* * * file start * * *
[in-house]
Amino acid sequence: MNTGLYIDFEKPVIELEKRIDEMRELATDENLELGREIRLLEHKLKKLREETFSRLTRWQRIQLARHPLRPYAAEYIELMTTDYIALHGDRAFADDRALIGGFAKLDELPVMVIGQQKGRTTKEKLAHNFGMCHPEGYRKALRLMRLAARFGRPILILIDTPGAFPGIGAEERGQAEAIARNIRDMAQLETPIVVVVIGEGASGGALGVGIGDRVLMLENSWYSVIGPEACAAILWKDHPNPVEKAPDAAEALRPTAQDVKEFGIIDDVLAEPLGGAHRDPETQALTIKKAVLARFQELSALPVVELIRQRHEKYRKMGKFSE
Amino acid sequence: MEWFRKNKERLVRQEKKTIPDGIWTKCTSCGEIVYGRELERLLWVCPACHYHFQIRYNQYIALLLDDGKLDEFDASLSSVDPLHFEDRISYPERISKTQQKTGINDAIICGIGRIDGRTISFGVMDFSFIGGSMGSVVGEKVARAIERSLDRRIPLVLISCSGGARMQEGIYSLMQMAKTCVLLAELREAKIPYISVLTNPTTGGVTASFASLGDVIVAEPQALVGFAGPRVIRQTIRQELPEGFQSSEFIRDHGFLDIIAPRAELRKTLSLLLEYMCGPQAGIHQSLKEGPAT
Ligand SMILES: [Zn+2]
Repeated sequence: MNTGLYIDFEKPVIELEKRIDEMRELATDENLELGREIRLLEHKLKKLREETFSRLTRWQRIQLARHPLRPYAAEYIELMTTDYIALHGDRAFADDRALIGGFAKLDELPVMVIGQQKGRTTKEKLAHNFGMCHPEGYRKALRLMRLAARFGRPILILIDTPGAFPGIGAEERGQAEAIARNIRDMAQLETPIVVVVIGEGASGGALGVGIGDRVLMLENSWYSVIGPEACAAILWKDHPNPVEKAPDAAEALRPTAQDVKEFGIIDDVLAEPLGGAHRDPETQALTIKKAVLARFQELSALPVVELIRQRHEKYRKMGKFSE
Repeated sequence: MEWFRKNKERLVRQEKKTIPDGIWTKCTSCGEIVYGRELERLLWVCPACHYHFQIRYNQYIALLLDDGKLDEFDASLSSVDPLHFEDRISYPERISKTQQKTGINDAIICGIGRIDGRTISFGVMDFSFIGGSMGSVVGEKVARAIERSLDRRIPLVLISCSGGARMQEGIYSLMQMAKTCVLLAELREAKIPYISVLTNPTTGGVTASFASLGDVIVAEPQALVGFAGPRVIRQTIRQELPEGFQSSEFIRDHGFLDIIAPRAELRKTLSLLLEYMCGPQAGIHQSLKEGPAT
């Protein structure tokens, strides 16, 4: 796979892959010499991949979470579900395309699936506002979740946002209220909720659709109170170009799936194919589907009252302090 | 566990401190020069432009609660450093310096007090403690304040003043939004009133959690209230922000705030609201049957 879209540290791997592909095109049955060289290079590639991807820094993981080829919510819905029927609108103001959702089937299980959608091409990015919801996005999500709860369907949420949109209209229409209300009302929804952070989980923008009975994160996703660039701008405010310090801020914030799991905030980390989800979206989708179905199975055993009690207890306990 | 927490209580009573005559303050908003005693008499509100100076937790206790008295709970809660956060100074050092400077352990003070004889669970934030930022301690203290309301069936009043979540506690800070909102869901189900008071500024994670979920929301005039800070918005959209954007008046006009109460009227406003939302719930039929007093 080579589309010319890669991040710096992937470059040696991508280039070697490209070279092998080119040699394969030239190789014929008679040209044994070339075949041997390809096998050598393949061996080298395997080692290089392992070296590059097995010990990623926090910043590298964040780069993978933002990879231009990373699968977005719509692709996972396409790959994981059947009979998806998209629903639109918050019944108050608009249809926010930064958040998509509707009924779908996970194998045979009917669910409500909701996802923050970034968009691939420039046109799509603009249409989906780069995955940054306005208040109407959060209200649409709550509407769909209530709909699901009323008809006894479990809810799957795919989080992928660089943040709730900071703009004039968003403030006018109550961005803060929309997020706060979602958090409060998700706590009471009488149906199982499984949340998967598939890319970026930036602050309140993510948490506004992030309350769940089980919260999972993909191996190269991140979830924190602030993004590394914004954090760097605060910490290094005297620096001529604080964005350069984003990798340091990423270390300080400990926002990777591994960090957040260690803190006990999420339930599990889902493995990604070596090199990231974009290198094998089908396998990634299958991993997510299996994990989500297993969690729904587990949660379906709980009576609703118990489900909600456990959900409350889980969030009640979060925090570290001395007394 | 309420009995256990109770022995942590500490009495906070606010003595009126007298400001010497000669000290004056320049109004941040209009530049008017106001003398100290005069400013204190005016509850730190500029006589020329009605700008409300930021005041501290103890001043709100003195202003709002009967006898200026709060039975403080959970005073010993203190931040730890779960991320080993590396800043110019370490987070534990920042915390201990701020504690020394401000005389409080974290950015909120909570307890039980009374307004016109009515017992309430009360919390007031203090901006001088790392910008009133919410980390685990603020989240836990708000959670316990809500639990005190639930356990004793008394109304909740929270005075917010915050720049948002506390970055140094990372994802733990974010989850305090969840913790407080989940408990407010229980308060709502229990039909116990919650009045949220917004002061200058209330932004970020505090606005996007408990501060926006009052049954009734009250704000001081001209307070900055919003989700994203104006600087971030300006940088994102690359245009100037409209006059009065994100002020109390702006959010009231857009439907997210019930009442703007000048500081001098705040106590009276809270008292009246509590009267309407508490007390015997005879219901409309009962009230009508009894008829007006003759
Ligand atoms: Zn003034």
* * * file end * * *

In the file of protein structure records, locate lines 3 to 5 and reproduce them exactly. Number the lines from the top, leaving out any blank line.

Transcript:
Amino acid sequence: MEWFRKNKERLVRQEKKTIPDGIWTKCTSCGEIVYGRELERLLWVCPACHYHFQIRYNQYIALLLDDGKLDEFDASLSSVDPLHFEDRISYPERISKTQQKTGINDAIICGIGRIDGRTISFGVMDFSFIGGSMGSVVGEKVARAIERSLDRRIPLVLISCSGGARMQEGIYSLMQMAKTCVLLAELREAKIPYISVLTNPTTGGVTASFASLGDVIVAEPQALVGFAGPRVIRQTIRQELPEGFQSSEFIRDHGFLDIIAPRAELRKTLSLLLEYMCGPQAGIHQSLKEGPAT
Ligand SMILES: [Zn+2]
Repeated sequence: MNTGLYIDFEKPVIELEKRIDEMRELATDENLELGREIRLLEHKLKKLREETFSRLTRWQRIQLARHPLRPYAAEYIELMTTDYIALHGDRAFADDRALIGGFAKLDELPVMVIGQQKGRTTKEKLAHNFGMCHPEGYRKALRLMRLAARFGRPILILIDTPGAFPGIGAEERGQAEAIARNIRDMAQLETPIVVVVIGEGASGGALGVGIGDRVLMLENSWYSVIGPEACAAILWKDHPNPVEKAPDAAEALRPTAQDVKEFGIIDDVLAEPLGGAHRDPETQALTIKKAVLARFQELSALPVVELIRQRHEKYRKMGKFSE